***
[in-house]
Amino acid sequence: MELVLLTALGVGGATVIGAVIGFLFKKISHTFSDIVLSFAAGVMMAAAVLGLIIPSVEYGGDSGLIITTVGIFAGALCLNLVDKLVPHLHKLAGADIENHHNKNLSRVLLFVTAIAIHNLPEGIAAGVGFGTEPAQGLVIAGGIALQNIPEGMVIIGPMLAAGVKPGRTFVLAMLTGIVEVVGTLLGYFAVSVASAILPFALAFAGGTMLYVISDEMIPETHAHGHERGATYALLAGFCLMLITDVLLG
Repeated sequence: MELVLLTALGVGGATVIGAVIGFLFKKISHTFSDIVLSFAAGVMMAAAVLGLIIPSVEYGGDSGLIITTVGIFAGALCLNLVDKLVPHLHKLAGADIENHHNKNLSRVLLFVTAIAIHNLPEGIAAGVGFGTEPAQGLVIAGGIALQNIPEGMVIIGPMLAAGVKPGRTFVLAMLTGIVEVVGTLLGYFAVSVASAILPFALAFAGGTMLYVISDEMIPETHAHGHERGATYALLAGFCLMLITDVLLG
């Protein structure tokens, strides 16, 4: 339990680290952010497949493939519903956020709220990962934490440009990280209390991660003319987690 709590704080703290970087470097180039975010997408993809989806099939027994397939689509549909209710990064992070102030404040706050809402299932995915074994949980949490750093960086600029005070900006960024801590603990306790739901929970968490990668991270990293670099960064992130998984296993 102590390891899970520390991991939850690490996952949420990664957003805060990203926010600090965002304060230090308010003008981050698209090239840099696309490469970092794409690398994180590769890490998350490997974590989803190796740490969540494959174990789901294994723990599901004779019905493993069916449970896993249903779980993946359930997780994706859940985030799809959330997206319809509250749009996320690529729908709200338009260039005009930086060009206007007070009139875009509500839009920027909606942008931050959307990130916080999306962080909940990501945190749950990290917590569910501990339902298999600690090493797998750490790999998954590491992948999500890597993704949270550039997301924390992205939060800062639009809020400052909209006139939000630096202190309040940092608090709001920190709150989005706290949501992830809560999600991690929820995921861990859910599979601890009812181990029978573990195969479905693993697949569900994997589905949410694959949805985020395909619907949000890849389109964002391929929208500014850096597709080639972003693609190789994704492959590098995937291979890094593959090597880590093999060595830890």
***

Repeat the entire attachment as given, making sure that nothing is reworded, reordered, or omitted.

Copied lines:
[in-house]
Amino acid sequence: MELVLLTALGVGGATVIGAVIGFLFKKISHTFSDIVLSFAAGVMMAAAVLGLIIPSVEYGGDSGLIITTVGIFAGALCLNLVDKLVPHLHKLAGADIENHHNKNLSRVLLFVTAIAIHNLPEGIAAGVGFGTEPAQGLVIAGGIALQNIPEGMVIIGPMLAAGVKPGRTFVLAMLTGIVEVVGTLLGYFAVSVASAILPFALAFAGGTMLYVISDEMIPETHAHGHERGATYALLAGFCLMLITDVLLG
Repeated sequence: MELVLLTALGVGGATVIGAVIGFLFKKISHTFSDIVLSFAAGVMMAAAVLGLIIPSVEYGGDSGLIITTVGIFAGALCLNLVDKLVPHLHKLAGADIENHHNKNLSRVLLFVTAIAIHNLPEGIAAGVGFGTEPAQGLVIAGGIALQNIPEGMVIIGPMLAAGVKPGRTFVLAMLTGIVEVVGTLLGYFAVSVASAILPFALAFAGGTMLYVISDEMIPETHAHGHERGATYALLAGFCLMLITDVLLG
């Protein structure tokens, strides 16, 4: 339990680290952010497949493939519903956020709220990962934490440009990280209390991660003319987690 709590704080703290970087470097180039975010997408993809989806099939027994397939689509549909209710990064992070102030404040706050809402299932995915074994949980949490750093960086600029005070900006960024801590603990306790739901929970968490990668991270990293670099960064992130998984296993 102590390891899970520390991991939850690490996952949420990664957003805060990203926010600090965002304060230090308010003008981050698209090239840099696309490469970092794409690398994180590769890490998350490997974590989803190796740490969540494959174990789901294994723990599901004779019905493993069916449970896993249903779980993946359930997780994706859940985030799809959330997206319809509250749009996320690529729908709200338009260039005009930086060009206007007070009139875009509500839009920027909606942008931050959307990130916080999306962080909940990501945190749950990290917590569910501990339902298999600690090493797998750490790999998954590491992948999500890597993704949270550039997301924390992205939060800062639009809020400052909209006139939000630096202190309040940092608090709001920190709150989005706290949501992830809560999600991690929820995921861990859910599979601890009812181990029978573990195969479905693993697949569900994997589905949410694959949805985020395909619907949000890849389109964002391929929208500014850096597709080639972003693609190789994704492959590098995937291979890094593959090597880590093999060595830890």